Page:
Task force recommends firm for park design

By: Victoria Mitchell | Royal Oak Review | Published July 12, 2017

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ROYAL OAK — Commissioners were expected to cast their votes earlier this week on the Normandy Oaks Task Force recommendation to hire Nowak & Fraus for park architectural services.

Royal Oak City Manager Don Johnson said the recommendation would be on the City Commission’s July 10 agenda. The Review went to press before the meeting.

Normandy Oaks Task Force Chair Mike Ripinski said that if the City Commission approves the firm, the next step would be to begin public engagement in multiple ways to hear stakeholders’ input.

The task force met June 29 inside the Mahany/Meininger Senior Center to make its final choice after hearing five pitches the prior week that detailed why each firm believed it would be the best to lead the public input portion and the design and development of Normandy Oaks Park, and to lead the public input portion only for a proposed downtown central park.

Before making a final decision, task force members expressed their top two to three choices. The majority showed interest in Kahn & Associates, Russell Design and Nowak & Fraus. 

Other firms vying for the job included LivingLAB and Fleis & VandenBrink.

The task force voted 4-1 in favor of Nowak & Fraus.

City Commissioner David Poulton and Mayor Pro Tem Sharlan Douglas — who also sit on the task force — split their votes to recommend Nowak & Fraus.

“In my opinion, it’s the only choice,” Poulton said. “To me, they are head and shoulders above the other folks.”

Poulton said not only did Nowak & Fraus lay out what he would like to see at the park — including soccer fields, a splash pad, ice skating, a sledding hill and a pavillion —  but the firm also had turf management experts as part of its team. The commissioner said that adding soccer fields was something that was implied would happen when 77 percent of voters cast ballots in favor of turning 40 acres of the shuttered Normandy Oaks Golf Course into parkland in 2014.

“I think their vision makes the most appropriate use of that property,” Poulton said, adding that the firm has extensive experience.

Douglas said her philosophical approach came down to looking for an architectural firm that would retain the services of engineers rather than an engineering firm that would retain the services of architects.

“And Russell Design is that,” she said.

Douglas said she also was impressed by Russell Design’s comprehensive public engagement plan.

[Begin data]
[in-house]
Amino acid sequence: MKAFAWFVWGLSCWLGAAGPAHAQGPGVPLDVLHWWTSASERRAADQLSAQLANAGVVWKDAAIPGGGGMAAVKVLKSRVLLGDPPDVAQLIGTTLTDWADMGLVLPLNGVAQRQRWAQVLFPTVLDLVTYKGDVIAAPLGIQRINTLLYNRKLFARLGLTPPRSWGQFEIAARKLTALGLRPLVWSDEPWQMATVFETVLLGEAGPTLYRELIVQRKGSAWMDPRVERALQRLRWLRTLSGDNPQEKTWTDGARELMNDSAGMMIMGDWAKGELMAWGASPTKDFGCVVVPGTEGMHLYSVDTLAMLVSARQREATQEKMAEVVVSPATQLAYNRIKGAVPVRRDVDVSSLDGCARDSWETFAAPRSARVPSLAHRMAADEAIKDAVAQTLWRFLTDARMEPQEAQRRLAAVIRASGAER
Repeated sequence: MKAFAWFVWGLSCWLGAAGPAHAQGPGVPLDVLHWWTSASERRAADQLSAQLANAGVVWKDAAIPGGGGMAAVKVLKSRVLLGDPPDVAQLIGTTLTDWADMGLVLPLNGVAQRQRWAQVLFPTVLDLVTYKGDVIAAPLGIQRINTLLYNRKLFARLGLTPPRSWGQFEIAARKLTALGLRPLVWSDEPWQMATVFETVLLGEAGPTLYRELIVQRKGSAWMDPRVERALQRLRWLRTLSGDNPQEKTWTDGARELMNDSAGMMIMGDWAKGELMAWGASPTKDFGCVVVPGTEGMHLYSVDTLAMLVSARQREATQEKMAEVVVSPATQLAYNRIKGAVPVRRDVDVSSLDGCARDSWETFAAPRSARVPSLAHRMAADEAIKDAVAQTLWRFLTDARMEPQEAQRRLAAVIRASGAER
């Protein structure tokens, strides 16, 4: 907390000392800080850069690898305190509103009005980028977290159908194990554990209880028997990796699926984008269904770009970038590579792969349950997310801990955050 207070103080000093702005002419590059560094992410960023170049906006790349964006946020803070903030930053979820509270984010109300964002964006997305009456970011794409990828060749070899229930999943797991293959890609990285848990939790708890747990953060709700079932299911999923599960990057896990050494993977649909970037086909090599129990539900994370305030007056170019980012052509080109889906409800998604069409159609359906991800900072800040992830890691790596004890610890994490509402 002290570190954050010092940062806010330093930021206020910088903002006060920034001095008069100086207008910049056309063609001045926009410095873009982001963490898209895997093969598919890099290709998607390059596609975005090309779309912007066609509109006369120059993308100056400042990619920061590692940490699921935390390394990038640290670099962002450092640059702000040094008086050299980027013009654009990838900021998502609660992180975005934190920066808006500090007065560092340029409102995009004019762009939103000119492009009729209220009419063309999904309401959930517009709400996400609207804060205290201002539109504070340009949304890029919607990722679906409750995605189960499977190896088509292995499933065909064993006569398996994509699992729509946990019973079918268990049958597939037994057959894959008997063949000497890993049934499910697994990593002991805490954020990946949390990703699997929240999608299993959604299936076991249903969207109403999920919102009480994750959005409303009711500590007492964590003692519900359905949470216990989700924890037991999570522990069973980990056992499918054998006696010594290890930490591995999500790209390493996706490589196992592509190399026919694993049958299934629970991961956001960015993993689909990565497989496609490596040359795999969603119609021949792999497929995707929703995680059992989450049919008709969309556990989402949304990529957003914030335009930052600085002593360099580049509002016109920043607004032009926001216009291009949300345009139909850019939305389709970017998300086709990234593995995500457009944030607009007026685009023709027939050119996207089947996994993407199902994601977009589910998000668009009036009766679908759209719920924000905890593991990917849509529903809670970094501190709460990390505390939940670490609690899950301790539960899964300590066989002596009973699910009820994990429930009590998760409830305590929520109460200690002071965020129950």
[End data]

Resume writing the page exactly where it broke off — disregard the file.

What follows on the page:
“I really feel like the voices of the people would be most effectively heard using Russell Design’s processes,” she said.

City Commissioner Kyle DuBuc, who attended the meeting and spoke during the public comment portion, let task force members know that he also preferred Russell Design.

During their initial presentation, Nowak & Fraus representatives said the company has extensive experience in leading and gathering public input.

To gather public input, they said, they would use town meetings, surveys and charrettes.

“I thought their public engagement hit the nail on the head,” Ripinski said.

Initial plans for the property they proposed included soccer fields at the north end of the property and passive uses near the southern portion, or the portion of parkland on Normandy.

Resident Stephanie Comptois lives across the street from the future park and has been following the development process closely. She and her husband, Marc Comptois, attended the presentations and read all of the submitted documentation.

“They were our second favorite,” she said following the meeting.

The couple said their first pick would have been Russell Design, because they liked that firm’s vision of appreciating what is there already when talking about preserving the southeast portion of the park as an arboretum or other natural feature to include the mature tree growth.

“The southeast corner of the park is probably the most precious piece of land in that park, as far as preserving what is there,” Marc Comptois said.

Other residents spoke during the public comment portion of the June 29 meeting to express their desires for the park development, and their concerns over tree removal on the park property and on the 10 acres purchased by Robertson Brothers Homes for residential housing. The $3.85 million from the sale of that 10-acre parcel of the shuttered golf course is going to be used to develop the remaining 40 acres as a park.

“We want to be sure we’re doing our very best to identify which trees are valuable, which trees are not valuable and what we can do to protect the trees in that park,” said resident Daniel Bouchey. “You just don’t get another 150-year-old oak tree.”

The Normandy Oaks Task Force was formed in March 2014 and was charged with creating a plan for the property located at 4234 Delemere Blvd., on the city’s north side; marketing and selling the 10 acres of saleable land; and developing the remaining acreage. City officials have said the park’s amenities may include soccer fields, biking and walking trails, a splash pad, a park pavilion and a sledding hill.

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